Prepare for end of financial year
JUNE 30th is fast approaching and this column is a reminder of things you should do before the financial year ends.
First, check your superannuation contributions and where possible increase them to the maximum. Just be aware that you lose access to money placed in superannuation until your preservation age which is at least 55 and also that there are heavy penalties for making excess contributions.
If you have investment properties do your best to make arrangements for repairs and maintenance prior to June 30th. The work does not have to be physically done and you can claim a tax deduction in the current financial year as long as you have signed a binding contract.
By all means talk to a quantity surveyor about having a depreciation report done for each investment property you own. The cost will be around $500 per property which is tax deductible and will almost certainly pay for itself in the first year as it will almost certainly uncover quite a few deductions you would not have thought of yourself. This is a once only fee so once you have paid it you won’t have to worry about doing it next year.
CGT can take a chunk of any investment profits, but remember that the relevant date is the date the sales contract is signed. Therefore just deferring signing a contract until after June 30th can change a situation so that the CGT is paid when you are in a lower tax bracket. It also gives you an extra year’s use of the money you owe the tax man.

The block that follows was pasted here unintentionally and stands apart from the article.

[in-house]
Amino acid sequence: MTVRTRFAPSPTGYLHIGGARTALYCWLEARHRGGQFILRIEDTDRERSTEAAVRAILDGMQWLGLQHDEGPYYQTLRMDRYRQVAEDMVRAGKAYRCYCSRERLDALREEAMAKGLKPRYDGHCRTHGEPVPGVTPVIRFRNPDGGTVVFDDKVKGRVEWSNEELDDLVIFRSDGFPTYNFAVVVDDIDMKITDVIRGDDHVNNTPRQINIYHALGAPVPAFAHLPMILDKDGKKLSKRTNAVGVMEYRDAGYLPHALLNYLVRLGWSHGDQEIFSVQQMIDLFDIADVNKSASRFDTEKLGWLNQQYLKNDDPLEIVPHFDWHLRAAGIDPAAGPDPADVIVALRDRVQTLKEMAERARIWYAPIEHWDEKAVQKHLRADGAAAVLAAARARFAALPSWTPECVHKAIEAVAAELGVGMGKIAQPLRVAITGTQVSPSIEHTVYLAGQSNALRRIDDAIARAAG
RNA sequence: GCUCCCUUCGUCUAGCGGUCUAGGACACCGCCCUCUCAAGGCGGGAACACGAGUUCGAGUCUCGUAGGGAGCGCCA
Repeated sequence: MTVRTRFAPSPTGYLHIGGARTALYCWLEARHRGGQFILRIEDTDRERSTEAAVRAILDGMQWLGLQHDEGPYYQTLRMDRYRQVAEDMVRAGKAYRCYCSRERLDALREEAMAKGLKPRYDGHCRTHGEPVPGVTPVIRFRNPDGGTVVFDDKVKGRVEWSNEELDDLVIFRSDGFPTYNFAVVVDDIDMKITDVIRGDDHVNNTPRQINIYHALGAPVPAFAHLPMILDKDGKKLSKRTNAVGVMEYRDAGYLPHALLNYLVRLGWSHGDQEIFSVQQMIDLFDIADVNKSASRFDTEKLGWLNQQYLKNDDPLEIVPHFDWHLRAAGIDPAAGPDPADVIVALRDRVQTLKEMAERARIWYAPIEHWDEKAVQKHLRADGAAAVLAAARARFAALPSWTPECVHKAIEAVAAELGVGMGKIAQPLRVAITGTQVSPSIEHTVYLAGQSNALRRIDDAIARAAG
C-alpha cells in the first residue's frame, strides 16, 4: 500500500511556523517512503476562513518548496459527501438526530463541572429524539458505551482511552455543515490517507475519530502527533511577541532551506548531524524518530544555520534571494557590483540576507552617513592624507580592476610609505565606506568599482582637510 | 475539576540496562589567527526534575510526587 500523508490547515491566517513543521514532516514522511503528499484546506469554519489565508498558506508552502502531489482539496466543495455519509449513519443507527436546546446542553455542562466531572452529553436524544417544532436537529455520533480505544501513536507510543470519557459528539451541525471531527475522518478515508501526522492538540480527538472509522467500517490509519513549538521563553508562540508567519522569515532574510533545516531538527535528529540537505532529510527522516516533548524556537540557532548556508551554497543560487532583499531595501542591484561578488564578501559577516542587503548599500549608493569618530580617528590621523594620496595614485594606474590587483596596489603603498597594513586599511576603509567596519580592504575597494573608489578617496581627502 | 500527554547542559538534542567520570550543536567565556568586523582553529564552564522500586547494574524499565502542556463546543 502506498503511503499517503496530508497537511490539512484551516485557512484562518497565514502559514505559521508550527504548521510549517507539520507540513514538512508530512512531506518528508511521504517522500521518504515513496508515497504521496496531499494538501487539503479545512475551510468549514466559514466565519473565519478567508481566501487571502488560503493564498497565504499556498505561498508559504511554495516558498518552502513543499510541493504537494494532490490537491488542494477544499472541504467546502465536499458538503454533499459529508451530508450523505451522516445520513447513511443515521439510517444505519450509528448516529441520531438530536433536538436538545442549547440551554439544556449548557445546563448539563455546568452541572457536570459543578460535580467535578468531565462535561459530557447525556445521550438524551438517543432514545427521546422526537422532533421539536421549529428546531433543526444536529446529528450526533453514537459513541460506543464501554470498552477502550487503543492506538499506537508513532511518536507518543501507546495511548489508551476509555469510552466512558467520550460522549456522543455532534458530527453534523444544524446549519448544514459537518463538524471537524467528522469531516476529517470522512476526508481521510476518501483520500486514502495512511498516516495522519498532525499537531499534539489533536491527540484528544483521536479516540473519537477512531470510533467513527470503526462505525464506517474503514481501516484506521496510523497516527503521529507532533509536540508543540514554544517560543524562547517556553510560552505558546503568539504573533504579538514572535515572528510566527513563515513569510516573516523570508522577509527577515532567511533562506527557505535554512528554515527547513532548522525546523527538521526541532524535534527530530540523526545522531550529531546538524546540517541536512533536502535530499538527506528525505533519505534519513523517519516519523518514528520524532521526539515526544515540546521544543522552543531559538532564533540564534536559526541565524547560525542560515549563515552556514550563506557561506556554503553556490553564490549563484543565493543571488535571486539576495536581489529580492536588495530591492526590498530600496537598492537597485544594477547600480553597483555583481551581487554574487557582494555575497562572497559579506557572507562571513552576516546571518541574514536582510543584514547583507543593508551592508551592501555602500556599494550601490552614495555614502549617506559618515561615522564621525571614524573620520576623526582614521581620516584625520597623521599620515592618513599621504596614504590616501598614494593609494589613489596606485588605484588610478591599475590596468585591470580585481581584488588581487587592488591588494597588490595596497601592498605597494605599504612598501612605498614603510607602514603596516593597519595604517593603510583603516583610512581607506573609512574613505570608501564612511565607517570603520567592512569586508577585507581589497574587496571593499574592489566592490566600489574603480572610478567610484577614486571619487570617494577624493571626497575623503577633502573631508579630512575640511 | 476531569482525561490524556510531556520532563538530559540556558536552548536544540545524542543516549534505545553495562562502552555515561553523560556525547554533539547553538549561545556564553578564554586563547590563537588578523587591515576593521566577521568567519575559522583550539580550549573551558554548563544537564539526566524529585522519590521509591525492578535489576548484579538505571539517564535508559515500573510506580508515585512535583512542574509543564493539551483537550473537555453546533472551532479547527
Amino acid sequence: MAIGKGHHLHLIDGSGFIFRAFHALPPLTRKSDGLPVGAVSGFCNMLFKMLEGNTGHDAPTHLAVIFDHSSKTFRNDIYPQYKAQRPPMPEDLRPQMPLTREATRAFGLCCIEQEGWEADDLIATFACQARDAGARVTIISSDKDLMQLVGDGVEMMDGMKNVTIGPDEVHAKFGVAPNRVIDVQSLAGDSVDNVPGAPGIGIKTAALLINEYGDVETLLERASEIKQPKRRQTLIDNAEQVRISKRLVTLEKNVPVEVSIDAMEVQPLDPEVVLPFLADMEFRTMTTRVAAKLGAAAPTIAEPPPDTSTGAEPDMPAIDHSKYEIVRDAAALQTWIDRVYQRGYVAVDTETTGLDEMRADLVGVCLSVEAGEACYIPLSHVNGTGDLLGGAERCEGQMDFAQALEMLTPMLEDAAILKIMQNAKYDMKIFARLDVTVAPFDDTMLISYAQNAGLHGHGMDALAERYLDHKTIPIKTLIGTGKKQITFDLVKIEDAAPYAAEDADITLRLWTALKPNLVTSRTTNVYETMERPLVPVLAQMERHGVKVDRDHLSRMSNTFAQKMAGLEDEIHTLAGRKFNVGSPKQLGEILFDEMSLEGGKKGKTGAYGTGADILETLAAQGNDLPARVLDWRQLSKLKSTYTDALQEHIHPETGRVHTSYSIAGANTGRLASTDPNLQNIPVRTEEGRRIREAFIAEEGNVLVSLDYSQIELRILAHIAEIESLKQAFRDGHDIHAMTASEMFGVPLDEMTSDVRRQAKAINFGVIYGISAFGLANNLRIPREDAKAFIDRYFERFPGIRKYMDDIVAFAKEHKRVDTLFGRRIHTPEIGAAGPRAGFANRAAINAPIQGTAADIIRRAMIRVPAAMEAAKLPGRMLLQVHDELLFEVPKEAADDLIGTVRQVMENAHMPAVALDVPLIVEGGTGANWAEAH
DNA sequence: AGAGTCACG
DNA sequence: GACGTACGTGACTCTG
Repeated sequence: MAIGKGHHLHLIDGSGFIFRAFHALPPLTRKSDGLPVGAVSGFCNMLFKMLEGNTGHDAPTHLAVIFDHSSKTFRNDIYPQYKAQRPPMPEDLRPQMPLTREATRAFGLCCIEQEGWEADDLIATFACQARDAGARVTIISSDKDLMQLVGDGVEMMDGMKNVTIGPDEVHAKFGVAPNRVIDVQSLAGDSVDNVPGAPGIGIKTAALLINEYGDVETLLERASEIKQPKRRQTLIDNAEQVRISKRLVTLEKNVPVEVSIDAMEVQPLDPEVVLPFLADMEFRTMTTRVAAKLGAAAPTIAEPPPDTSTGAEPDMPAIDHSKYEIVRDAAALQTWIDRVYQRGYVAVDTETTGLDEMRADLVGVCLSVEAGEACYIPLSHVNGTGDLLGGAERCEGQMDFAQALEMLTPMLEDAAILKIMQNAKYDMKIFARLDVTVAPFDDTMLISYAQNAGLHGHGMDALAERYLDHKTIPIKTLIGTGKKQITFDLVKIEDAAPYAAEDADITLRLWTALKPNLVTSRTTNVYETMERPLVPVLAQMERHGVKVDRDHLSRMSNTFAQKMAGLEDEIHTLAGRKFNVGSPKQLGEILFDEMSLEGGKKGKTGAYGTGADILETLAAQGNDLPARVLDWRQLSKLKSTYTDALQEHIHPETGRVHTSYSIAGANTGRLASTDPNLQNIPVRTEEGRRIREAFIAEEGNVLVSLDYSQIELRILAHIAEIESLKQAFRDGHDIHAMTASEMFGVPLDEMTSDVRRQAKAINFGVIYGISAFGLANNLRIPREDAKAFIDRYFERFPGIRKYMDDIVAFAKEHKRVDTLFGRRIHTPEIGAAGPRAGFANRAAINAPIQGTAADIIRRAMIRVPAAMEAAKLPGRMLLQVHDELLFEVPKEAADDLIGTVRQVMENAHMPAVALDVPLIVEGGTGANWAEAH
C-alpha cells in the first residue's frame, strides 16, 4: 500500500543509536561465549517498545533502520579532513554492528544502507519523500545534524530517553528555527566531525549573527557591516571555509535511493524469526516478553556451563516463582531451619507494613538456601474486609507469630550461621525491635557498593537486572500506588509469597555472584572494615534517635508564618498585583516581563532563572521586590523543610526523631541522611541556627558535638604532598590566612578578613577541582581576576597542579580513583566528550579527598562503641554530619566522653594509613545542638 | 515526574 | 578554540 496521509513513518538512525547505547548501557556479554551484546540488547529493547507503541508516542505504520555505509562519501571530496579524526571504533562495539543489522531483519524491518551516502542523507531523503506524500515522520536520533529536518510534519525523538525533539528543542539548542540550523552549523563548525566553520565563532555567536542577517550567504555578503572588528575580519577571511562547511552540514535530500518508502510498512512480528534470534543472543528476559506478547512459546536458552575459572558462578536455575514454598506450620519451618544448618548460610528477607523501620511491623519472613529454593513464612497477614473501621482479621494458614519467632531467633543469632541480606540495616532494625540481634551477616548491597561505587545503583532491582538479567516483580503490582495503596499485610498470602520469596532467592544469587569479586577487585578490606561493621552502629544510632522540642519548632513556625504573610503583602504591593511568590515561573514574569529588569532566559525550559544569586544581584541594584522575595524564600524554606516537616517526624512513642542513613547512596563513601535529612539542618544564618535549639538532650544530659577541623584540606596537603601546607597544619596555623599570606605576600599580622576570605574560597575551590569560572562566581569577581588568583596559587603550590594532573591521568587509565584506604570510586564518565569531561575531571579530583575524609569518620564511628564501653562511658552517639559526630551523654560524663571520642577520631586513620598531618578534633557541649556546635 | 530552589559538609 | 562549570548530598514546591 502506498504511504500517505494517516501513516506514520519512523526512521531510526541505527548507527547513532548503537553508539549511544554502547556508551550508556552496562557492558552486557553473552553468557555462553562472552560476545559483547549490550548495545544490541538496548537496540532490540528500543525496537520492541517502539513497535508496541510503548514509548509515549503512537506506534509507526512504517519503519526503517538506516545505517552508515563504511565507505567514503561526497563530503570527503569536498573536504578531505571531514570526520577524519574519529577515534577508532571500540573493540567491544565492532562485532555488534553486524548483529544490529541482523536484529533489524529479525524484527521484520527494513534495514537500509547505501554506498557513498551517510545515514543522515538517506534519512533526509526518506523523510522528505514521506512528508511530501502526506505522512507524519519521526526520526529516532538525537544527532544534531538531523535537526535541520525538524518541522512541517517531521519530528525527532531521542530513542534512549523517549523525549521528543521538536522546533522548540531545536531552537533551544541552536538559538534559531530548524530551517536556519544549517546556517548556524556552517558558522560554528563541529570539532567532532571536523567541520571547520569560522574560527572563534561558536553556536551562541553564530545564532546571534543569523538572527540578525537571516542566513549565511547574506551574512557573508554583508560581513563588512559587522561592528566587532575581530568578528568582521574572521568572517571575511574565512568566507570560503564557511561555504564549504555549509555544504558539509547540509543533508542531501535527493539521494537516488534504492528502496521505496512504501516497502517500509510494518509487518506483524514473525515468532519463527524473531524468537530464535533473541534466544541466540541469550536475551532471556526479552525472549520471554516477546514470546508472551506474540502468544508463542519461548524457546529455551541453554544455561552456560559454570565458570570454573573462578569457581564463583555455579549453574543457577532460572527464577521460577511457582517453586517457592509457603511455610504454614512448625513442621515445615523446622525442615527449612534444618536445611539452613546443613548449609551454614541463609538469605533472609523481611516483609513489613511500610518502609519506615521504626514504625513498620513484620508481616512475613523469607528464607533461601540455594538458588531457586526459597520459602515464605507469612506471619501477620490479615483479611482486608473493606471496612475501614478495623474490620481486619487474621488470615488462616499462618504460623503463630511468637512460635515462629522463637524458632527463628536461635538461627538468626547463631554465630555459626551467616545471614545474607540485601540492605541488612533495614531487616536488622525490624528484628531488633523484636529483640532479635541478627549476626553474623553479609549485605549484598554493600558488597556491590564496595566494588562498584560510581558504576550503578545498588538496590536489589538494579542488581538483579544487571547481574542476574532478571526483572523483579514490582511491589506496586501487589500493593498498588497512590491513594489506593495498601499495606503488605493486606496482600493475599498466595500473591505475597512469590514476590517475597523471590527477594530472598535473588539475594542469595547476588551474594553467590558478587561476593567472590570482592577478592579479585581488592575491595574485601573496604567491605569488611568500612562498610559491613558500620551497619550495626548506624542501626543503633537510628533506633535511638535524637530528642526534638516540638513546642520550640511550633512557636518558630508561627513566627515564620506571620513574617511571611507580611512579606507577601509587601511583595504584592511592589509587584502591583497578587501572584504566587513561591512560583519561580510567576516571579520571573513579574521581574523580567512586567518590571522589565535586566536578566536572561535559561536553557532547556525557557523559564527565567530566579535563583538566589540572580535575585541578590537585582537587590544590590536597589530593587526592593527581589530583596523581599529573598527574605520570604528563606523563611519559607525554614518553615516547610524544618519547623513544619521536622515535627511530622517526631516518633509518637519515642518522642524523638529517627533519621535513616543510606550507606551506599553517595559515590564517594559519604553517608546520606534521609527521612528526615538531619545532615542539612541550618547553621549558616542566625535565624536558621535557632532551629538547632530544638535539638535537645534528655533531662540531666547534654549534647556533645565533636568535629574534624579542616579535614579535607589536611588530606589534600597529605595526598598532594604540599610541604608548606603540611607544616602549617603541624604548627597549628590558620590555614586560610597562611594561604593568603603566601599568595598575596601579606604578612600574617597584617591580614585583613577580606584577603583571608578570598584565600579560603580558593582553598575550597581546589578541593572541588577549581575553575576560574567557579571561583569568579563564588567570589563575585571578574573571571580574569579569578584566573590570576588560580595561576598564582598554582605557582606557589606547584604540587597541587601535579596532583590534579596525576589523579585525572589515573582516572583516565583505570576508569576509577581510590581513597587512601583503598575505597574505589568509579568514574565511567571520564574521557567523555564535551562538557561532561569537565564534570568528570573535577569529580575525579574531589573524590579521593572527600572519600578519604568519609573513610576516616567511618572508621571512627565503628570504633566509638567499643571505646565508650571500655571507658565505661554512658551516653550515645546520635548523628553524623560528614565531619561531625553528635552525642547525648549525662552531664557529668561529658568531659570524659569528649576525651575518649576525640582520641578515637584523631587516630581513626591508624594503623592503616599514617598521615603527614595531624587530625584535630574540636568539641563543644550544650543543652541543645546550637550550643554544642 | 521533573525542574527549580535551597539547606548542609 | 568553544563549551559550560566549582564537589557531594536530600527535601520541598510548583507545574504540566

Anybody who is eligible to contribute to super but who does not have an employer making contributions for them, could also reduce CGT by making a tax deductible contribution to offset the capital gain.
CASE STUDY – A couple are retired and in their early sixties. They sell an investment for $600,000 which triggers a $200,000 capital gain. This will be reduced to $100,000 when the 50 percent discount is allowed for and CGT will be calculated by adding $50,000 to the taxable income of both. They could contribute $200,000 each to super and apportion it $50,000 concessional and $150,000 non concessional. This will create a tax deduction of $50,000 each which could wipe out the capital gain. The only tax is the 15% on the $50,000 concessional contribution.
Just make sure you take advice before adopting any of these strategies as getting it wrong can be very costly. Also be aware that once July 1st arrives you have lost almost all of your tax saving options.
Noel Whittaker is a director of Whittaker Macnaught Pty Ltd. His advice is general in nature and readers should seek their own professional advice before making any financial decisions. His email is firstname.lastname@example.org.